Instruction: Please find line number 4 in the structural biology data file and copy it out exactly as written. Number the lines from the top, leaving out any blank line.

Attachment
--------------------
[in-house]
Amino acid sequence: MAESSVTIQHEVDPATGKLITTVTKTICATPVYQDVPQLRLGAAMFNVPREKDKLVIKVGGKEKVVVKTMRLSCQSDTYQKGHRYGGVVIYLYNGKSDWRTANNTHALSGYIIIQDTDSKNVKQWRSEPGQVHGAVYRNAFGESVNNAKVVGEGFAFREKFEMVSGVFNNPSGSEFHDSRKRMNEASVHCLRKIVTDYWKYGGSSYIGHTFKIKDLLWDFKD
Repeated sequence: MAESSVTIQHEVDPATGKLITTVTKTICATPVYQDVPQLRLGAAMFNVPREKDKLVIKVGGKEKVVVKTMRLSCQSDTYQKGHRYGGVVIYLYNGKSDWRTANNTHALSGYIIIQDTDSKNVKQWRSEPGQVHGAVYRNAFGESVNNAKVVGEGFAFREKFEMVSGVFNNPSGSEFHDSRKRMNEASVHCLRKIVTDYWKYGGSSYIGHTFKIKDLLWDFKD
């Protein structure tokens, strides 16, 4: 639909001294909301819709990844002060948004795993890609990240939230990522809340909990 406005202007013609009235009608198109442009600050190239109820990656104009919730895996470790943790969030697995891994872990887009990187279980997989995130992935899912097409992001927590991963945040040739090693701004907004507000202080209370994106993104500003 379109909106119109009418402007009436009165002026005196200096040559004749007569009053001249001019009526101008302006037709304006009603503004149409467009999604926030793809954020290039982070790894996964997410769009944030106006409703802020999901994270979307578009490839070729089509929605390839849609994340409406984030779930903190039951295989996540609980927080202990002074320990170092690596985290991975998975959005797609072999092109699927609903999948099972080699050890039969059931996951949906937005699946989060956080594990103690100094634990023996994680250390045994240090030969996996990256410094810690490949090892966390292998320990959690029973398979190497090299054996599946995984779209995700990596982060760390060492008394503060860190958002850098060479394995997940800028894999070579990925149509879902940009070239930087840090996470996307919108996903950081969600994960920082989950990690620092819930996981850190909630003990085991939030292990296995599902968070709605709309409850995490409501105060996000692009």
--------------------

């Protein structure tokens, strides 16, 4: 639909001294909301819709990844002060948004795993890609990240939230990522809340909990 406005202007013609009235009608198109442009600050190239109820990656104009919730895996470790943790969030697995891994872990887009990187279980997989995130992935899912097409992001927590991963945040040739090693701004907004507000202080209370994106993104500003 379109909106119109009418402007009436009165002026005196200096040559004749007569009053001249001019009526101008302006037709304006009603503004149409467009999604926030793809954020290039982070790894996964997410769009944030106006409703802020999901994270979307578009490839070729089509929605390839849609994340409406984030779930903190039951295989996540609980927080202990002074320990170092690596985290991975998975959005797609072999092109699927609903999948099972080699050890039969059931996951949906937005699946989060956080594990103690100094634990023996994680250390045994240090030969996996990256410094810690490949090892966390292998320990959690029973398979190497090299054996599946995984779209995700990596982060760390060492008394503060860190958002850098060479394995997940800028894999070579990925149509879902940009070239930087840090996470996307919108996903950081969600994960920082989950990690620092819930996981850190909630003990085991939030292990296995599902968070709605709309409850995490409501105060996000692009």